Ohanaeze continued: "The petition offers a little, just little, glimpse into the enormity of the holocaust that forced us out of Nigeria - the masacre of Igbo women and children who were deceived into flocking to railway stations in search of passenger trains to take them home, forcible collection of Igbo female students from schools and herding of them into leper colonies, to be defiled by lepers; the slaughtering in the transit zone of Middle-Belt of Igbo refugees who managed to escape the wrath of far North; the refusal virtually all Nigerians to give protection to any Easterner; the active involvement of law-enforcement agencies in the pogroms; and the exodus of 2 million people in flight from a country that has rejected them and that has offered them nothing but a mass grave. Indeed the future of no future confronting Ndi Igbo at this time was symbolised by the fate of Igbo babies in the Kano railway holocaust.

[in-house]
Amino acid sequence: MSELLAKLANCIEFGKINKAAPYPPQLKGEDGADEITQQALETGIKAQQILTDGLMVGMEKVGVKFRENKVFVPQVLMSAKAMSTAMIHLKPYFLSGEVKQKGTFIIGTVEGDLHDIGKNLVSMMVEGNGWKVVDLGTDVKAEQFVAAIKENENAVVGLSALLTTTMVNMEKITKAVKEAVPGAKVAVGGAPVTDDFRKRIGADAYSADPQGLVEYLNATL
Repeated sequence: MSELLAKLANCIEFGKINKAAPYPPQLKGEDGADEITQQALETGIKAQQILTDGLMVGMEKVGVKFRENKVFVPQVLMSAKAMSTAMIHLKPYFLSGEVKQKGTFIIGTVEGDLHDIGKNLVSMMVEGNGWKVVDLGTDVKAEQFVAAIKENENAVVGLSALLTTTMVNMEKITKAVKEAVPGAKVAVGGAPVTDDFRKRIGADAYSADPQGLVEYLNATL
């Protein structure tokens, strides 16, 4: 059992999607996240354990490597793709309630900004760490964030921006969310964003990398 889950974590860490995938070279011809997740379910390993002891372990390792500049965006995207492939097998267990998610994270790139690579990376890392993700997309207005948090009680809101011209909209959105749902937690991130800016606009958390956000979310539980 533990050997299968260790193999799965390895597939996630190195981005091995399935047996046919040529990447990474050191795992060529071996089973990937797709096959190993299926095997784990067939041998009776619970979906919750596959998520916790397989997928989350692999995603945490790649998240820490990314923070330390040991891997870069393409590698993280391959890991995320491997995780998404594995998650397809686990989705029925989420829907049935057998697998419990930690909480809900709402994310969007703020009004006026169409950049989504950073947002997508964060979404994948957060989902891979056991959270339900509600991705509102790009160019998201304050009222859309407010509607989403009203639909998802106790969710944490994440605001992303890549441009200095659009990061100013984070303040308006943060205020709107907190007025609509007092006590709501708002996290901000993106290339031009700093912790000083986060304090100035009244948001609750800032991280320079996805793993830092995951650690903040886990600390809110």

On the atrocities during civil war (1967-1970), the Pan-Igbo group said:

    "A 30-month civil war ensued as a result of Nigeria's attempt to quell what she described as a civil war. The civil war..gave Nigeria a perfect excuse to cast Ndi Igbo in the role of treasonable felons and wreckers of the nation.

    "Nigeria's prosecution of the war violated all aspects of the Geneva Convention and all code of civilized behaviour. Indeed, the violations were carried out with so much glee and abandon that it was clear that the war was an earnest pursuit of the programme of ethnic cleansing begun in 1966.

    "The committee of International Jurists, foreign press and other Independent observers have also testified to this fact. Indeed, the international Committee on The Investigation of Crimes of Genocide whose investigation included interview of 1,082 people representing the two sides of the conflict concluded thus through its investigator (Dr. Mensah of Ghana); 'Finally, I am of the opinion that tin many of the cases cited to me hatred of the Biafrans (mainly Igbos) and a wish to exterminate them was a foremost motivational factor.'

    Listed in the petition as methods through which the violations took place are: